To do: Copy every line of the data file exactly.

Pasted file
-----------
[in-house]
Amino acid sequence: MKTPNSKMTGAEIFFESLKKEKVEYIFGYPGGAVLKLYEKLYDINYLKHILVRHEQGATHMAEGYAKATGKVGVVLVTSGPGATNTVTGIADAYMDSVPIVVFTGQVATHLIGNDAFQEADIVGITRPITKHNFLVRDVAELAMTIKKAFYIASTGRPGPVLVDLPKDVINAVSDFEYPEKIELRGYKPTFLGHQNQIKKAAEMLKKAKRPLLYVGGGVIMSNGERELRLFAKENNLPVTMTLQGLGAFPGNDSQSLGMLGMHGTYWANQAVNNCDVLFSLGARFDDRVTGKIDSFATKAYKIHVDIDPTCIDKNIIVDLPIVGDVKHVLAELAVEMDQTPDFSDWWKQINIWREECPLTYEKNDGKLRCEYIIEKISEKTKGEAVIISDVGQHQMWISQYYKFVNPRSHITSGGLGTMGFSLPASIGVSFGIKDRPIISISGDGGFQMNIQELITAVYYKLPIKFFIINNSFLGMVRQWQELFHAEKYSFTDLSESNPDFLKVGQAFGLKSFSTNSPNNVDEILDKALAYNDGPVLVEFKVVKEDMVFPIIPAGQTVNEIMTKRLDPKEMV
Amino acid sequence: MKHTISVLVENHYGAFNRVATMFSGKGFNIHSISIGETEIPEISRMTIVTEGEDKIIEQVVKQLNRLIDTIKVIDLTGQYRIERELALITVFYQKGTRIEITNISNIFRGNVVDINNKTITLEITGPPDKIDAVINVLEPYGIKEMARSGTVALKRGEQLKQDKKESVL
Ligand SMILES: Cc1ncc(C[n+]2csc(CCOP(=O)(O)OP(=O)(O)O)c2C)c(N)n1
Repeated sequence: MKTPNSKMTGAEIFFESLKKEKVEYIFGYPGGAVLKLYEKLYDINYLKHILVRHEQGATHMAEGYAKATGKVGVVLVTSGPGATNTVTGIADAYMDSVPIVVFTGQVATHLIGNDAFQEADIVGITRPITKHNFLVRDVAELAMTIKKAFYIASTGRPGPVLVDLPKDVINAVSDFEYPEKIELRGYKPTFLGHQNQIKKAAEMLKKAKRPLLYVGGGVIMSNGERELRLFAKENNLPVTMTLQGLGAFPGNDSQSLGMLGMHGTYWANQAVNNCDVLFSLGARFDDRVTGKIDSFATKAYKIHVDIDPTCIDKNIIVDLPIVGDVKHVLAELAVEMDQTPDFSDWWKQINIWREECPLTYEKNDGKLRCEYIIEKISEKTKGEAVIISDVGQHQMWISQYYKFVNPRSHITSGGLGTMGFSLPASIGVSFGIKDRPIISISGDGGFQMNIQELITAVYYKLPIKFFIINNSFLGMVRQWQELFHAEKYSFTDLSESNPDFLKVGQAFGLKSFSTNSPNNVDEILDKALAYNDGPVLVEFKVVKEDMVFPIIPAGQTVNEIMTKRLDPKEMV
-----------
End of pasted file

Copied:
[in-house]
Amino acid sequence: MKTPNSKMTGAEIFFESLKKEKVEYIFGYPGGAVLKLYEKLYDINYLKHILVRHEQGATHMAEGYAKATGKVGVVLVTSGPGATNTVTGIADAYMDSVPIVVFTGQVATHLIGNDAFQEADIVGITRPITKHNFLVRDVAELAMTIKKAFYIASTGRPGPVLVDLPKDVINAVSDFEYPEKIELRGYKPTFLGHQNQIKKAAEMLKKAKRPLLYVGGGVIMSNGERELRLFAKENNLPVTMTLQGLGAFPGNDSQSLGMLGMHGTYWANQAVNNCDVLFSLGARFDDRVTGKIDSFATKAYKIHVDIDPTCIDKNIIVDLPIVGDVKHVLAELAVEMDQTPDFSDWWKQINIWREECPLTYEKNDGKLRCEYIIEKISEKTKGEAVIISDVGQHQMWISQYYKFVNPRSHITSGGLGTMGFSLPASIGVSFGIKDRPIISISGDGGFQMNIQELITAVYYKLPIKFFIINNSFLGMVRQWQELFHAEKYSFTDLSESNPDFLKVGQAFGLKSFSTNSPNNVDEILDKALAYNDGPVLVEFKVVKEDMVFPIIPAGQTVNEIMTKRLDPKEMV
Amino acid sequence: MKHTISVLVENHYGAFNRVATMFSGKGFNIHSISIGETEIPEISRMTIVTEGEDKIIEQVVKQLNRLIDTIKVIDLTGQYRIERELALITVFYQKGTRIEITNISNIFRGNVVDINNKTITLEITGPPDKIDAVINVLEPYGIKEMARSGTVALKRGEQLKQDKKESVL
Ligand SMILES: Cc1ncc(C[n+]2csc(CCOP(=O)(O)OP(=O)(O)O)c2C)c(N)n1
Repeated sequence: MKTPNSKMTGAEIFFESLKKEKVEYIFGYPGGAVLKLYEKLYDINYLKHILVRHEQGATHMAEGYAKATGKVGVVLVTSGPGATNTVTGIADAYMDSVPIVVFTGQVATHLIGNDAFQEADIVGITRPITKHNFLVRDVAELAMTIKKAFYIASTGRPGPVLVDLPKDVINAVSDFEYPEKIELRGYKPTFLGHQNQIKKAAEMLKKAKRPLLYVGGGVIMSNGERELRLFAKENNLPVTMTLQGLGAFPGNDSQSLGMLGMHGTYWANQAVNNCDVLFSLGARFDDRVTGKIDSFATKAYKIHVDIDPTCIDKNIIVDLPIVGDVKHVLAELAVEMDQTPDFSDWWKQINIWREECPLTYEKNDGKLRCEYIIEKISEKTKGEAVIISDVGQHQMWISQYYKFVNPRSHITSGGLGTMGFSLPASIGVSFGIKDRPIISISGDGGFQMNIQELITAVYYKLPIKFFIINNSFLGMVRQWQELFHAEKYSFTDLSESNPDFLKVGQAFGLKSFSTNSPNNVDEILDKALAYNDGPVLVEFKVVKEDMVFPIIPAGQTVNEIMTKRLDPKEMV